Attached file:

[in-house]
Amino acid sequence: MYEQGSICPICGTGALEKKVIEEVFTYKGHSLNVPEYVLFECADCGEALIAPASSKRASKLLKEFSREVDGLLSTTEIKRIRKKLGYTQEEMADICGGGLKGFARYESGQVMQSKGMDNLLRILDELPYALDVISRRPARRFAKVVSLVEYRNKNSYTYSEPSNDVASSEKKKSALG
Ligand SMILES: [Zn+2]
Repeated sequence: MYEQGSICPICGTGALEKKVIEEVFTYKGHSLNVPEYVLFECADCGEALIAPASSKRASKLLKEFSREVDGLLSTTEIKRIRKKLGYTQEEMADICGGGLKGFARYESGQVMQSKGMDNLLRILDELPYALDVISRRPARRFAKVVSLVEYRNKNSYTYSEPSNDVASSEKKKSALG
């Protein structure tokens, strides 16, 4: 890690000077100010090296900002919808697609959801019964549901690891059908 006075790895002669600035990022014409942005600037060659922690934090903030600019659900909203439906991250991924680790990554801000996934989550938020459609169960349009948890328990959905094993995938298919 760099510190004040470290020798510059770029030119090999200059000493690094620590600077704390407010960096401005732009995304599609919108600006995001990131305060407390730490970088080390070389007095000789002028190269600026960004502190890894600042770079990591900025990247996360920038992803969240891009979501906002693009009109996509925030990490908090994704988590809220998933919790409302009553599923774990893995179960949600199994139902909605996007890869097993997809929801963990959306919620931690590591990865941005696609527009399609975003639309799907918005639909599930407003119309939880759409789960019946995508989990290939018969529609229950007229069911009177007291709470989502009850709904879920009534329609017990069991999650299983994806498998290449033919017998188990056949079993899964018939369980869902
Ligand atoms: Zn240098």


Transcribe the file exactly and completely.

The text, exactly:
[in-house]
Amino acid sequence: MYEQGSICPICGTGALEKKVIEEVFTYKGHSLNVPEYVLFECADCGEALIAPASSKRASKLLKEFSREVDGLLSTTEIKRIRKKLGYTQEEMADICGGGLKGFARYESGQVMQSKGMDNLLRILDELPYALDVISRRPARRFAKVVSLVEYRNKNSYTYSEPSNDVASSEKKKSALG
Ligand SMILES: [Zn+2]
Repeated sequence: MYEQGSICPICGTGALEKKVIEEVFTYKGHSLNVPEYVLFECADCGEALIAPASSKRASKLLKEFSREVDGLLSTTEIKRIRKKLGYTQEEMADICGGGLKGFARYESGQVMQSKGMDNLLRILDELPYALDVISRRPARRFAKVVSLVEYRNKNSYTYSEPSNDVASSEKKKSALG
């Protein structure tokens, strides 16, 4: 890690000077100010090296900002919808697609959801019964549901690891059908 006075790895002669600035990022014409942005600037060659922690934090903030600019659900909203439906991250991924680790990554801000996934989550938020459609169960349009948890328990959905094993995938298919 760099510190004040470290020798510059770029030119090999200059000493690094620590600077704390407010960096401005732009995304599609919108600006995001990131305060407390730490970088080390070389007095000789002028190269600026960004502190890894600042770079990591900025990247996360920038992803969240891009979501906002693009009109996509925030990490908090994704988590809220998933919790409302009553599923774990893995179960949600199994139902909605996007890869097993997809929801963990959306919620931690590591990865941005696609527009399609975003639309799907918005639909599930407003119309939880759409789960019946995508989990290939018969529609229950007229069911009177007291709470989502009850709904879920009534329609017990069991999650299983994806498998290449033919017998188990056949079993899964018939369980869902
Ligand atoms: Zn240098």